Anguttara Nikaya


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Aŋguttara Nikāya
Chakkanipata
IV. Devatā Vagga

The Book of the Gradual Sayings
The Book of the Sixes
IV. The Devas

Sutta 36

Vivādamūla Suttaṃ

The Roots of Contention

Translated from the Pali by E.M. Hare.

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[1] Thus have I heard:

the Exalted One was dwelling near Sāvatthī.

There the Exalted One addressed the monks, saying:

'Monks.'

'Yes, lord,' they replied, and the Exalted One said:

2. 'Monks, these six are the roots of contention.[1]

What six?

3. Monks, suppose a monk be angry, scornful.

An he be so, he lives without reverence,
respect for the Master,
Dhamma
or the Oder;
he fulfils not the training.

And he who lives thus,
causes contention in the Order,
and that is to the hürt and sorrow of many folk,
to the harm of many folk,
to the hurt and ill of devas[2] and men.

Monks, if you see this root of contention among you
or among others,
strive to rid yourselves of this evil thing;
and if you see it not,
step the way to stop its future cankering.[3]

Thus is this evil root of contention rid;
and thus shall there be no future cankering.

 


 

4. Again, monks, suppose a monk be a hypocrite,
malicious.

An he be a hypocrite, malicious,||
he lives without reverence,
respect for the Master,
Dhamma
or the Oder;
he fulfils not the training.

And he who lives thus,
causes contention in the Order,
and that is to the hürt and sorrow of many folk,
to the harm of many folk,
to the hurt and ill of devas and men.

Monks, if you see this root of contention among you
or among others,
strive to rid yourselves of this evil thing;
and if you see it not,
step the way to stop its future cankering.

Thus is this evil root of contention rid;
and thus shall there be no future cankering.

 


 

5. Again, monks, suppose a monk be envious,
mean.

An he be envious, mean,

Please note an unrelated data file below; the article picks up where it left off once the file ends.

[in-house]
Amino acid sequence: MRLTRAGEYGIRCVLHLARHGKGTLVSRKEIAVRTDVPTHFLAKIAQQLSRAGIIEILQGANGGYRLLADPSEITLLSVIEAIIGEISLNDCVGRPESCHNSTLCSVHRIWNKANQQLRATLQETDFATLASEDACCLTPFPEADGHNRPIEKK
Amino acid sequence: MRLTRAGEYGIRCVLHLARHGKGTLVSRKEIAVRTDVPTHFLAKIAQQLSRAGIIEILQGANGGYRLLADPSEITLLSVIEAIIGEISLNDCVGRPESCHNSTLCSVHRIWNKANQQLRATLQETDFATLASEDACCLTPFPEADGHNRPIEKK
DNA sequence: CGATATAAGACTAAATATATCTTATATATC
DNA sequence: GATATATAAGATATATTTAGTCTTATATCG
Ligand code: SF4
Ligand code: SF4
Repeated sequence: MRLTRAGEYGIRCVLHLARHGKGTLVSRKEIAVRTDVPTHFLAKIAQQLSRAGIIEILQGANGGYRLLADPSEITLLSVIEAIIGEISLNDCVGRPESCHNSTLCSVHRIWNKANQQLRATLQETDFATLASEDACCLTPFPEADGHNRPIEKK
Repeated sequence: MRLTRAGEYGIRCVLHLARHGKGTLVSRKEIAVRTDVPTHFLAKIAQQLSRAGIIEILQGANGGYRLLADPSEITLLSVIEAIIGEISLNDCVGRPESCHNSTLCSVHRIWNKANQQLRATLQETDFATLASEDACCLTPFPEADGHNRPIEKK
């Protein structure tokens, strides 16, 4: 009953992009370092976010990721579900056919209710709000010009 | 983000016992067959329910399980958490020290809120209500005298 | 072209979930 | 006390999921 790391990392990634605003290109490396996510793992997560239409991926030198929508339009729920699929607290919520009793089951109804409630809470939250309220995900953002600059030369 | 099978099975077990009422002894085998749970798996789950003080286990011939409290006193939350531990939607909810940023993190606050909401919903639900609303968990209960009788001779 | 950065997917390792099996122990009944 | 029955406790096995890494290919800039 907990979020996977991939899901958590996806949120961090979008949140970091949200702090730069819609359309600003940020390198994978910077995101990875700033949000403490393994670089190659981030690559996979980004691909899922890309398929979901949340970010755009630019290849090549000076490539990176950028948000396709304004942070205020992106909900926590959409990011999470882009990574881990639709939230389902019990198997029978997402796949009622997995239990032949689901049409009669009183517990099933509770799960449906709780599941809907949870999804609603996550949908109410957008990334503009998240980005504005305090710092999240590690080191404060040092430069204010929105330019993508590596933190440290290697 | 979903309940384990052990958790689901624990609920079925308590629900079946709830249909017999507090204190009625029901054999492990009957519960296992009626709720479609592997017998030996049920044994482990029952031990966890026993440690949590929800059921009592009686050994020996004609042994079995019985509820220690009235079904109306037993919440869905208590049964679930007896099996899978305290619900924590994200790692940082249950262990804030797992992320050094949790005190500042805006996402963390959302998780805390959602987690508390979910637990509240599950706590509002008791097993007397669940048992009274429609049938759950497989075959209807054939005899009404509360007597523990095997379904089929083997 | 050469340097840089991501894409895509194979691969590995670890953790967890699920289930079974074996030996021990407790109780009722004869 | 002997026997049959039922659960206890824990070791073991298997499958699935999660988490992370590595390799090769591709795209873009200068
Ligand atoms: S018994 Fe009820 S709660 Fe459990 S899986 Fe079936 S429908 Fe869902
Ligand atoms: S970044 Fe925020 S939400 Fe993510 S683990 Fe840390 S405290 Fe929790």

he lives without reverence,
respect for the Master,
Dhamma
or the Oder;
he fulfils not the training.

And he who lives thus,
causes contention in the Order,
and that is to the hürt and sorrow of many folk,
to the harm of many folk,
to the hurt and ill of devas and men.

Monks, if you see this root of contention among you
or among others,
strive to rid yourselves of this evil thing;
and if you see it not,
step the way to stop its future cankering.

Thus is this evil root of contention rid;
and thus shall there be no future cankering.

 


 

6. Again, monks, suppose a monk be deceitful,
crafty.

An he be deceitful, crafty,
he lives without reverence,
respect for the Master,
Dhamma
or the Oder;
he fulfils not the training.

And he who lives thus,
causes contention in the Order,
and that is to the hürt and sorrow of many folk,
to the harm of many folk,
to the hurt and ill of devas and men.

Monks, if you see this root of contention among you
or among others,
strive to rid yourselves of this evil thing;
and if you see it not,
step the way to stop its future cankering.

Thus is this evil root of contention rid;
and thus shall there be no future cankering.

 


 

7. Again, monks, suppose a monk be evil-minded,
wrong in view.

An he be evil-minded, wrong in view,
he lives without reverence,
respect for the Master,
Dhamma
or the Oder;
he fulfils not the training.

And he who lives thus,
causes contention in the Order,
and that is to the hürt and sorrow of many folk,
to the harm of many folk,
to the hurt and ill of devas and men.

Monks, if you see this root of contention among you
or among others,
strive to rid yourselves of this evil thing;
and if you see it not,
step the way to stop its future cankering.

Thus is this evil root of contention rid;
and thus shall there be no future cankering.

 


 

8. Again, monks, suppose a monk be view-bound,
tenacious, stubborn.[4]

An he be view-bound, tenacious, stubborn,
he lives without reverence,
respect for the Master,
Dhamma
or the Oder;
he fulfils not the training.

And he who lives thus,
causes contention in the Order,
and that is to the hürt and sorrow of many folk,
to the harm of many folk,
to the hurt and ill of devas and men.

Monks, if you see this root of contention among you
or among others,
strive to rid yourselves of this evil thing;
and if [236] you see it not,
step the way to stop its future cankering.

Thus is this evil root of contention rid;
and thus shall there be no future cankering.

Verily, monks, these six are the roots of contention.'

 


[1] This recurs at D. iii, 246; M. ii, 245; Vin. ii, 89. Cf. Proverbs xxii, 10: 'Cast out the scorner, and contention shall go out.'

[2] Comy. refers us to Vin. i, 252 as to how quarrelling among monks affects devas.

[3] An-avassvāya paṭipajjeyyātha, \/Ḥsru and \/Ḥpad.

[4] Sandiṭṭhi-parāmāsī ādhāna-gāhī duppaṭinissaggī; cf. M. i, 42; D. iii, 46; A. v, 150. All read ādhāna-, with S.e. and Comy. but A. has v.l. ādāna. Ādāna-gāhī is 'grasping-seizing' (cf. ādāna-paṭinissagga at Dhp. 89; S. i, 236; v, 24: 'grasping-foregoing'), and our Comy. glosses: daḷha-gāhi.


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